It has been a bad week for companies wanting to build businesses around making money from illegal movie downloaders. Last Friday saw an Australian judge refuse Voltage Pictures the right to send downloaders of Dallas Buyers Club a letter demanding an undisclosed payment. Justice Nye Perram decided that Voltage and its lawyers were engaging in “speculative invoicing”, a practice that is a form of legal blackmail: “Pay us a large enough sum so that we don’t take you to court where you will possibly face an even larger but unspecified fine.”
Although this has effectively shut down an avenue of chasing money from downloaders in Australia through threatening letters, the practice continues unabated elsewhere. Alleged downloaders of the movie in Singapore have received letters ending in a settlement demand of around S$5 000. The letters sent threaten extremely large potential punishment, including prison sentences.
Law firms rushing to handle this work on behalf of Voltage Pictures should look to the case of Rightscorp in the US. Rightscorp is a company whose entire business is based on chasing alleged downloaders of movies and TV shows. They also engage in the practice of speculative invoicing, but so far have found the business to be far from profitable. In 2014, Rightscorp reported a loss of US$3,4m, and so far this year have lost nearly $1m in the first quarter alone.
Rightscorp ask for relatively small payments of $20 and so either they will need to find more downloaders, or ask for more money. The problem with asking for more money is that if the stakes get too high, people might call their bluff and then Rightscorp would be faced with the expensive option of taking them to court.
Rightscorp is also finding that the process of unmasking downloaders is getting harder. In the US this week, a judge denied an appeal that would have forced Internet service provider Birch Communications to reveal the identities of their customers accused of downloading movies. In this case, Rightscorp has been using the practice of a “DMCA subpoena” to get the identities of downloaders from ISPs, even though this had been previously ruled inappropriate in a previous case involving the Recording Industry Association of America and Verizon in 2002.
One company that seems to have made a better job of making money out of the practice of “copyright trolling” is pornography producer Malibu Media. A report analysing copyright court cases in the US, documented that Malibu Media, owners of the “x-art” porn site, had filed 4 332 court cases since 2009. Ninety percent of these cases had been settled out of court but 66 of the those that went to court resulted in damages of $3m being awarded.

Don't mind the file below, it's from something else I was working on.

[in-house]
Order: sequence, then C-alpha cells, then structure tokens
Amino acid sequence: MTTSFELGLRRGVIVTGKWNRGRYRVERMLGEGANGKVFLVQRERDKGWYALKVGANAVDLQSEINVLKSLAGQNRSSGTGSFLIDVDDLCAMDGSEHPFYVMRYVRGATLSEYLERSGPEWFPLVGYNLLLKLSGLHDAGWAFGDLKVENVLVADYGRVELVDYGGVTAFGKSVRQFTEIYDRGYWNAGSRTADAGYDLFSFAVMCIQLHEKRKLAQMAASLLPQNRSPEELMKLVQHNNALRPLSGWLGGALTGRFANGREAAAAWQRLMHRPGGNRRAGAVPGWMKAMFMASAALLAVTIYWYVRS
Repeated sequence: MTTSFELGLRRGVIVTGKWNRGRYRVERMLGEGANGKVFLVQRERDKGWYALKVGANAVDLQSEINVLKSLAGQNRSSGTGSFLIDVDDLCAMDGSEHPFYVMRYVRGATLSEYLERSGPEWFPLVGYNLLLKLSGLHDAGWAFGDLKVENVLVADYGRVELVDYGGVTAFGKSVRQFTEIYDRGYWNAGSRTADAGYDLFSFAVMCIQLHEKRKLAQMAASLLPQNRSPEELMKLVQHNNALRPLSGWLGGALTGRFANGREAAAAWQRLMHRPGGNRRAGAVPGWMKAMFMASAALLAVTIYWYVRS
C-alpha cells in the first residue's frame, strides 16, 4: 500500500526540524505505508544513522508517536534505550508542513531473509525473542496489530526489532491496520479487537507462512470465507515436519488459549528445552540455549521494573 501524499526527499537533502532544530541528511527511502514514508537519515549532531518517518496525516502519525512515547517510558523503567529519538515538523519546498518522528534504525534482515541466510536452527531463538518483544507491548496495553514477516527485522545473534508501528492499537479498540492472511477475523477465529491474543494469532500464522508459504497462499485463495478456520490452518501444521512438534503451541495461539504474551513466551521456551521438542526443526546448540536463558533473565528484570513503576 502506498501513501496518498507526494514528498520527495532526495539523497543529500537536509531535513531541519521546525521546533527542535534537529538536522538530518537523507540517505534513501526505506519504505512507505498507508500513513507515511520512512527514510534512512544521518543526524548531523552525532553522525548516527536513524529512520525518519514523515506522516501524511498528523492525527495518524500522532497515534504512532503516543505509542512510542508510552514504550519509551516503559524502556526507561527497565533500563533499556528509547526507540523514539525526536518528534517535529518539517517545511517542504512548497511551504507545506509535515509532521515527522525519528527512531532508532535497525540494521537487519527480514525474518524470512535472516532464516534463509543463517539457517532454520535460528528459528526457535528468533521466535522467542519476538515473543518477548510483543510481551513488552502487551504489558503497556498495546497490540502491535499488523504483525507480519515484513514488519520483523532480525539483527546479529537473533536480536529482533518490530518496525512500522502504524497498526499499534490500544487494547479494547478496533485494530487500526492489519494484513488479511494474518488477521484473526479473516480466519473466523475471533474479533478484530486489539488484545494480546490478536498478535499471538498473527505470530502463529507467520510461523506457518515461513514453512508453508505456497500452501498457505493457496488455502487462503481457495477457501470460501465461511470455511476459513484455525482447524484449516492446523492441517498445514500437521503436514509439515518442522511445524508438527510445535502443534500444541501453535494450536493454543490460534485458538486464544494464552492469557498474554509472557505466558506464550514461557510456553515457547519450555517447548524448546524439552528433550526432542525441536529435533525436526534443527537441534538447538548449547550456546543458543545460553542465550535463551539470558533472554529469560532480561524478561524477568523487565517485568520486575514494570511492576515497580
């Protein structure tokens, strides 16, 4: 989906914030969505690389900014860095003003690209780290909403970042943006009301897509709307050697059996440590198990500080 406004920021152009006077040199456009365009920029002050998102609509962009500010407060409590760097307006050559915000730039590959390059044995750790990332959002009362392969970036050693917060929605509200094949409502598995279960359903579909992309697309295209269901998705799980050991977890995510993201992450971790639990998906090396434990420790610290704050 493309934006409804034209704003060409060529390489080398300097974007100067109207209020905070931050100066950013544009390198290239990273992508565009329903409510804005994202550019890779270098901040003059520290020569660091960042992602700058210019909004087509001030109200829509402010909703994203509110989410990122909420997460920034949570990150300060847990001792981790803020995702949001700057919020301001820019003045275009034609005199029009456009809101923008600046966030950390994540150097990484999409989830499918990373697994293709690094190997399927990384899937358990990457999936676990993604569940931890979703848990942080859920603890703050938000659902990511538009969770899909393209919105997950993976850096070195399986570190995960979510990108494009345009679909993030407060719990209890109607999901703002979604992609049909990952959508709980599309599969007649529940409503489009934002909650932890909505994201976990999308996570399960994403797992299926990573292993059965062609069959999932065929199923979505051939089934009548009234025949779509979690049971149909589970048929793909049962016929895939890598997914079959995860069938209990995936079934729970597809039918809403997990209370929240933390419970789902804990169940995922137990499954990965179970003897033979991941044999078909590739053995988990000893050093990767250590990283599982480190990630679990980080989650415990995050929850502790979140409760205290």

Malibu Media is perhaps more effective in getting people to pay up because it engages in a practice of unique intimidation of its victims. In filing court documents, along with the movies that Malibu Media is responsible for, it lists other porn movies that the defendant has downloaded, which often have extremely graphic titles. According to the Electronic Frontier Foundation, this tactic is designed expressly to embarrass the defendant into settling and serves as an additional warning to others about what might happen if the matter goes to court.
Streaming services from companies like Netflix and Amazon supporting global distribution rights of movies and TV may see a reduction in the need to illegally download movies in the coming years. However, the ease and convenience of accessing films and TV using BitTorrent, combined with more effective means of masking that activity using VPNs, will continue to make this form of accessing media extremely popular.
Whether the movie industry and companies like Rightscorp continue to try and seek compensation by chasing downloaders is unclear. From a rational perspective it would seem like a futile exercise. The film and TV industries are still producing content, and piracy has not stopped that, despite dire warnings from the industry that left unabated this is what it would do.
- David Glance is director of UWA Centre for Software Practice at the University of Western Australia
- This article was originally published on The Conversation